In the last chapter we built a highscore feature that loaded data from the server. This data was in a format called urlencoding (where variables are sent as name = value).
Now we upgrade this highscore feature to XML. We start with a simple XML formulation. Our data is in a file named highscore.xml and its entire contents is the line
<?xml version="1.0" encoding="UTF-8"?><score>122</score>
or just the business end
which is simply an element named score with a content of 122. It is useful to remember that 122 in this context is a string value, not a number. All XML content is text.
Opening the highscore MovieClip, we can update the first frame from
loadVariables ("highscore.txt", this);
to the XML equivalent
highscore=new XML(); highscore.load("highscore.xml");
In the non-XML code, the load target is the MovieClip instance specified in the call ( this in our example) . In the new style, the target is an XML object. The MovieClip scope ( this ) is still significant. The XML object highscore that we just created is, in fact, this.highscore. Instead of creating a bunch of variables in this , we have created a single object, and our load will populate it.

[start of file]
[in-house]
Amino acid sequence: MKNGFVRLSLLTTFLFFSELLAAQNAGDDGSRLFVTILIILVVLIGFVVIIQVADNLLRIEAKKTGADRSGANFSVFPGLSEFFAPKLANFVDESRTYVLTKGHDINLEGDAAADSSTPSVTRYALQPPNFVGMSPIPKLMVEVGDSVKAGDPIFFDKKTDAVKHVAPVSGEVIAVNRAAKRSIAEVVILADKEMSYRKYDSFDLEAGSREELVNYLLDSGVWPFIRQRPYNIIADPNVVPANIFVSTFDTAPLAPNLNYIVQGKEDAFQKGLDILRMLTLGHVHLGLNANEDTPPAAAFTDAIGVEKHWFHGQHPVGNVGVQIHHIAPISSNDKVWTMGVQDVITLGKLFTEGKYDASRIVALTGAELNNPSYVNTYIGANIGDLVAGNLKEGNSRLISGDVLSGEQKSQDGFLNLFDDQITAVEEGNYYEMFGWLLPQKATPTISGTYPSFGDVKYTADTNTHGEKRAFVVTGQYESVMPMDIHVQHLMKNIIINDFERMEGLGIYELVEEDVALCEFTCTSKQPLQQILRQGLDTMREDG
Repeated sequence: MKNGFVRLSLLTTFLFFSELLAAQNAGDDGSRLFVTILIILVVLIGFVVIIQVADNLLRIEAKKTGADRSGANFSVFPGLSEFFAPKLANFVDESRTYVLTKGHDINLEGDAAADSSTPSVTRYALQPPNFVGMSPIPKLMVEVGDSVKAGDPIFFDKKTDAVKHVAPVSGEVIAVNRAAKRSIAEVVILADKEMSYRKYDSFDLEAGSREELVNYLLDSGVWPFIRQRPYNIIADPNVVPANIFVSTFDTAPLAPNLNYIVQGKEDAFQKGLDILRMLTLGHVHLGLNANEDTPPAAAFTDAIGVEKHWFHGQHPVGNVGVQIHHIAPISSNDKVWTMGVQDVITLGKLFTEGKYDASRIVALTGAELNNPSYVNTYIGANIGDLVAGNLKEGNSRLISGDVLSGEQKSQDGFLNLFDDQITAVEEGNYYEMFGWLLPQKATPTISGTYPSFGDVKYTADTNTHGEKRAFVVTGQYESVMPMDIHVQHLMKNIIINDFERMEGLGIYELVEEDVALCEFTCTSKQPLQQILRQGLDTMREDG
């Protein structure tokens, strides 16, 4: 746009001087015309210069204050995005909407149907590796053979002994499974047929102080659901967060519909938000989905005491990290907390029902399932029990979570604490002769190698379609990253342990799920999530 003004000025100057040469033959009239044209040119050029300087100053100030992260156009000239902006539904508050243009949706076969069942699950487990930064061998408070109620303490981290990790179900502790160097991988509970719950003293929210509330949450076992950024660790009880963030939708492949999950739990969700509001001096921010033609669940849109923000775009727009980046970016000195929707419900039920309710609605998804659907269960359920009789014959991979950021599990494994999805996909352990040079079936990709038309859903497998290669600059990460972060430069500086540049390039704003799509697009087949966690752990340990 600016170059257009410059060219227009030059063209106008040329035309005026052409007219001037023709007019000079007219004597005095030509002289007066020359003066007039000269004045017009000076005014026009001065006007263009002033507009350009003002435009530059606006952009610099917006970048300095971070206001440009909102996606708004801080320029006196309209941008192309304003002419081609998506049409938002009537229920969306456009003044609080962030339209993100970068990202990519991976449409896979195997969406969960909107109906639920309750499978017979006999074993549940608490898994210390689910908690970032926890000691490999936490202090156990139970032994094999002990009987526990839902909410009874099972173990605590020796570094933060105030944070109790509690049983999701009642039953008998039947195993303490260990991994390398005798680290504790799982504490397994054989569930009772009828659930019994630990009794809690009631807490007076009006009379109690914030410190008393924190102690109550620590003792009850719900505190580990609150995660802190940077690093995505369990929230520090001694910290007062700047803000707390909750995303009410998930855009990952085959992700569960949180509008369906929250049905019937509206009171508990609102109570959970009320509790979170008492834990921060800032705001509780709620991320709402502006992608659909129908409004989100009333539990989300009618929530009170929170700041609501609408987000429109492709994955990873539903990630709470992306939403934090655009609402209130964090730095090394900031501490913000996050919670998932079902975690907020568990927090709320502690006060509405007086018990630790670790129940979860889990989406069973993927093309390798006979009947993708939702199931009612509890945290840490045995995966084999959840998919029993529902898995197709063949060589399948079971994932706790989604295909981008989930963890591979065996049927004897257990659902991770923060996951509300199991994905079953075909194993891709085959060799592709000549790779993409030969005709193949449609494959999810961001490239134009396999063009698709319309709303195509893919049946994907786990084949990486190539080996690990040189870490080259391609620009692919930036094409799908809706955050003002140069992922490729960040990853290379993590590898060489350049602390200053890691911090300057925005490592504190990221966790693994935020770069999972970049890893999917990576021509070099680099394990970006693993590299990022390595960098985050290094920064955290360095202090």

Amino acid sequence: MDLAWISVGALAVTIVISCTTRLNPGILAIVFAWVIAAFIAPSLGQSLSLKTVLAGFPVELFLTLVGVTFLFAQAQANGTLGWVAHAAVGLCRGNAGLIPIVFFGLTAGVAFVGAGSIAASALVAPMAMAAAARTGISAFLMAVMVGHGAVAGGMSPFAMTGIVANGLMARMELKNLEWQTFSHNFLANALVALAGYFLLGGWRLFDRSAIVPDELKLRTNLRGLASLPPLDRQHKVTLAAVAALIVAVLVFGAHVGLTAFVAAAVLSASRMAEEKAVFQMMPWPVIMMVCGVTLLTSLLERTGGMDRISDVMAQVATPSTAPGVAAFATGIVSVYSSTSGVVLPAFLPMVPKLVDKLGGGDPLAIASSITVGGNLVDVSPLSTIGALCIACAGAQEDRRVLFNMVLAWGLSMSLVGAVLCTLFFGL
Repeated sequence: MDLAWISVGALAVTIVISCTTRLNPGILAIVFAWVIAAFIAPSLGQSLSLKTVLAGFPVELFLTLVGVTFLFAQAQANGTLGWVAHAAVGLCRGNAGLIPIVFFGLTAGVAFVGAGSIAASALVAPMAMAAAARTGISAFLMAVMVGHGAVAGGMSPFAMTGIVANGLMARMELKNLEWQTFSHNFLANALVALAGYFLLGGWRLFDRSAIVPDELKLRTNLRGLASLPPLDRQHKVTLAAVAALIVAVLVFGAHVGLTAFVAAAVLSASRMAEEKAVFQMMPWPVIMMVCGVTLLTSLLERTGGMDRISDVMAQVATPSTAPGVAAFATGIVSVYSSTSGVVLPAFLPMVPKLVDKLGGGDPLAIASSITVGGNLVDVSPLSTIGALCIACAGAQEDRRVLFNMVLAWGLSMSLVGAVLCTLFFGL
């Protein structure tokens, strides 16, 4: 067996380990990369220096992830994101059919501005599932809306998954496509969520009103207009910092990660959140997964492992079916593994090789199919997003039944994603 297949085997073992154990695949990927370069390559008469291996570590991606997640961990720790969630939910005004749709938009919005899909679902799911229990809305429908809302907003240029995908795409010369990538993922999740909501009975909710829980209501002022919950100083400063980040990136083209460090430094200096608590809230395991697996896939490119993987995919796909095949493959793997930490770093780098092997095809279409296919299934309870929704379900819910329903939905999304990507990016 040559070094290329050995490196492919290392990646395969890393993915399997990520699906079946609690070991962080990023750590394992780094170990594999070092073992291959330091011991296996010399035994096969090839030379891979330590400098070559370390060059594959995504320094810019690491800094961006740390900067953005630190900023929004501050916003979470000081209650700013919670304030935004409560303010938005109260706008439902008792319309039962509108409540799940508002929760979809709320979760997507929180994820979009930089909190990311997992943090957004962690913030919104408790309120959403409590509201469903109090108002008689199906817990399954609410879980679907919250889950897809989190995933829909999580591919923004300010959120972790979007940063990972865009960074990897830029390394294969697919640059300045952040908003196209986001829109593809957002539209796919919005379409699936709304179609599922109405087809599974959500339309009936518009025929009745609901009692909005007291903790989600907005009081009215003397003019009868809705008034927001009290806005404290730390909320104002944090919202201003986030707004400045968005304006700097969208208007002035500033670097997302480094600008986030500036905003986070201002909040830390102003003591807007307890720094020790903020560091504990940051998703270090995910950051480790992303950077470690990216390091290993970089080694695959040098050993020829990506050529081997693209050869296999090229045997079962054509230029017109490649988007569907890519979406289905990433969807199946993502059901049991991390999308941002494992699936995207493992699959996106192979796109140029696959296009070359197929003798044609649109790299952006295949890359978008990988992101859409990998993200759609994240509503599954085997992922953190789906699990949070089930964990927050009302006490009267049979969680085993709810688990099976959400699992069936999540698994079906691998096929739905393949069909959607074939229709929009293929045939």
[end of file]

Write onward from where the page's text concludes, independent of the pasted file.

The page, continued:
The XML approach is, among other advantages, much safer. Consider the vulnerability when we invite a file to enter our namespace and establish variables there. These variables can inadvertently or maliciously overwrite important data.
The highscore.txt file in the first example might have included the statement
which would have lamed our highscore function. By contrast, nothing in XML coding could create such a name collision, intentionally or otherwise .
The XML.load method is much the same as the loadVariables function with which we are now familiar, except, of course, that its context is carried by the XML object on the left of the period rather than as a second argument to the function.
While loadVariables would load or send all the variables in its namespace, the XML.load method transfers only a single complex object with its own hermetic namespace.
It is important to point out a critical but subtle detail. In the previous chapter, we created functions in the highscore MovieClip. The functions used the keyword this to address the variables inside their instance of the highscore object. If there is a function myhighscore.func() and it addresses this.var , it refers to the variable myhighscore.var. By contrast, if there is also an object in the highscore MovieClip called myobj and it has a function that refers to this.var , the variable referred to is myhighscore.myobj.var. This might seem obvious, but it is very easy to overlook.